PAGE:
Austin wrote: “I got my one little word from basketball. Since the beginning of Christmas break, I have been playing the game a lot. I still have been going outside, but not as much as I usually do. So when it was time to get on the court, I was not ready. I was not ready to run a lot. I was not ready to dribble the ball. I was not ready to put the ball in the basket. We lost both of our games. My mom and my dad told me that if I was not on my game the whole time, I would have been ready for this moment. That is when I decided that I needed to strive to be what I want to be (basketball player). I couldn’t just sit back and do nothing and wait until it was time to do something. I decided to limit my ps4 time. I would work more, hustle more., and especially strive more. I decided to go to the time, not wait till the time came to me.”

Faith’s One Little Word is Gratitude.

Faith wrote: “My journey to get to my one little word all starts when the hurricanes and fires and floods all started. When hurricane Harvey hit Texas, the devastation was horrible. Watching the news and all the houses and building destroyed, it made me feel thankful and grateful for everything I have.”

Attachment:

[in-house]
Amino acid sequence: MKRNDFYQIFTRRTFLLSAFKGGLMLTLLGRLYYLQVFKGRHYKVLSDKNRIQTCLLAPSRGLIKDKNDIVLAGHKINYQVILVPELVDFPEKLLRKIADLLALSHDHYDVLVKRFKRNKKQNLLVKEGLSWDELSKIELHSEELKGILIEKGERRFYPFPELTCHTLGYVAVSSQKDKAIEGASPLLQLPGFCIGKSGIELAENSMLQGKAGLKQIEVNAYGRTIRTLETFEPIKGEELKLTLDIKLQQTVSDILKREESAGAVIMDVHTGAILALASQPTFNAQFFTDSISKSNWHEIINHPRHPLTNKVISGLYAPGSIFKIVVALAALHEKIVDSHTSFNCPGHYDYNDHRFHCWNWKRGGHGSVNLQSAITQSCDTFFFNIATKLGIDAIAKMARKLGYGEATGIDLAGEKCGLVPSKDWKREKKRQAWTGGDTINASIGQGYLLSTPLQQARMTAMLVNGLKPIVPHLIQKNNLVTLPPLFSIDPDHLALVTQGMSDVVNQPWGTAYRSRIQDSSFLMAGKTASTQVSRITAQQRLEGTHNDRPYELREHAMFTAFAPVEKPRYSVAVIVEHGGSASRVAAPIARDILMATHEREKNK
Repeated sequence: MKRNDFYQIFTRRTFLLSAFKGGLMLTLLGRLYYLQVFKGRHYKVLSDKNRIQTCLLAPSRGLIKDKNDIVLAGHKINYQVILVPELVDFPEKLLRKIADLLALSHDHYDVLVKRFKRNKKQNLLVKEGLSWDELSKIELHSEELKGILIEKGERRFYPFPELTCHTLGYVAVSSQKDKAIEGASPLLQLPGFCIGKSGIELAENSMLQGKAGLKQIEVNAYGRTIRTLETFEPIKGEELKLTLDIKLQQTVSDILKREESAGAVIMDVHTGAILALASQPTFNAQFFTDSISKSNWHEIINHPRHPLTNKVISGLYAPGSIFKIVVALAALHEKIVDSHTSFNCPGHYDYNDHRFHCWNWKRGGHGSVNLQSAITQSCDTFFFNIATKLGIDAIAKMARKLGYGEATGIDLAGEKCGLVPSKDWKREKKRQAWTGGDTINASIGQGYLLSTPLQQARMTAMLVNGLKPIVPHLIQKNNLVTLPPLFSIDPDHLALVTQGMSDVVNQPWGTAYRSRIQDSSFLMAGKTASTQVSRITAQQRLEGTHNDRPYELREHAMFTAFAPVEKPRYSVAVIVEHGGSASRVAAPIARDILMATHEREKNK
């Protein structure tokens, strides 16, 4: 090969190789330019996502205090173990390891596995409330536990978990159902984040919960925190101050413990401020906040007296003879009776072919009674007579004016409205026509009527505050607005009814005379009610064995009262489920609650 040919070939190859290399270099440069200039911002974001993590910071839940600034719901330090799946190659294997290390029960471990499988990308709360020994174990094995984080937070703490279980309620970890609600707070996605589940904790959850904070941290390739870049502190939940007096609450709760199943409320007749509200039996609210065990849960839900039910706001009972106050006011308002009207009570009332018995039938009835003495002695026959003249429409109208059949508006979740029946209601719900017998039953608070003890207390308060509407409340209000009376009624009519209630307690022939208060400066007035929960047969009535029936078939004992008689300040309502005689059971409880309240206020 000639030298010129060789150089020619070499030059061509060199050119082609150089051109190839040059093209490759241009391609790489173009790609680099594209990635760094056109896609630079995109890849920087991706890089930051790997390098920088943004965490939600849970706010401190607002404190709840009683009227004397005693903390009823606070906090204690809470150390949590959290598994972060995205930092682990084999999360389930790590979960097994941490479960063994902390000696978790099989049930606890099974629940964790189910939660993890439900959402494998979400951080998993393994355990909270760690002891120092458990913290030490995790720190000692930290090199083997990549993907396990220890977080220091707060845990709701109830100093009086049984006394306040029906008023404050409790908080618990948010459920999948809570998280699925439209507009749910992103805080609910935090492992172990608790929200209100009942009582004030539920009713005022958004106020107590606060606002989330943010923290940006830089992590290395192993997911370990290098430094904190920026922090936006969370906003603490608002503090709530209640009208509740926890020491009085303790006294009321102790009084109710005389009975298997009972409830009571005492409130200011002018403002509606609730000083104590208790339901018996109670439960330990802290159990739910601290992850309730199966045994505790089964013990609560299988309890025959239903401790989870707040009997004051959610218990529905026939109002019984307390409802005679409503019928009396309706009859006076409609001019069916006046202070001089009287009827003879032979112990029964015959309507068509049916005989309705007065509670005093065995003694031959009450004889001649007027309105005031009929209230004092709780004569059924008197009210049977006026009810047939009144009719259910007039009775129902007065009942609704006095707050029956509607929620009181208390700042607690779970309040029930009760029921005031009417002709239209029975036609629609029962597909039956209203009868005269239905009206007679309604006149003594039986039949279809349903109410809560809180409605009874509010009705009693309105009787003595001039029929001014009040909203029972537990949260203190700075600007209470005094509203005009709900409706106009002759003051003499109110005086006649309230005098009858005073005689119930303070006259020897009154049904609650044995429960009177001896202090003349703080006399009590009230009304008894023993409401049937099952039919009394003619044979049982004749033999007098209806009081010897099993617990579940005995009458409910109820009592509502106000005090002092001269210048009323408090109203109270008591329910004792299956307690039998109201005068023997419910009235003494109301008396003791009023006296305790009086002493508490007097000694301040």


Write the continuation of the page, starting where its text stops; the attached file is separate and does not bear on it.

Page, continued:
Trace made an Animoto video about helping.  In his post, he wrote, “My One Little Word is Helpful. The way this train of thought all started was when my Mom had told me  ‘Maw-maw has a problem where she is starting to forget so we will need to help her more often. Also she is starting to forget to eat so she really needs our help.’ So now I go there almost everyday to help. ”

 

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Find more celebration posts at Ruth’s blog.

On my daily weather report app, a snowflake appeared, then disappeared, then appeared again.  On Thursday afternoon, our superintendent cancelled school for Friday.  I was skeptical.  Snow?  Really?

The last real snow I remember was a freak one in early March of 1988.  I was pregnant with my second child, and I remember my coat would not fit around my bulging belly.  My oldest was 3.  Neighbors made a snow bunny.  Since then, we’ve had ice rarely, and snow flurries every 7 years or so.

I woke up a little later knowing I could.  When I opened the door to let my dog out, I was shocked.  Snow!  Real live snow!  Falling and sticking!

snowy camellia

 

Neighbor James makes a snow angel.

The snow fell for hours.  Reports say we got 1-2 inches.  To us here in South Louisiana, that’s a blizzard!

What a gift to open our Kidblog and see that Lynzee had written a poem about the snow!

So cold
No sign of letting up
Only white
White as can be
Falling down
Lonely snow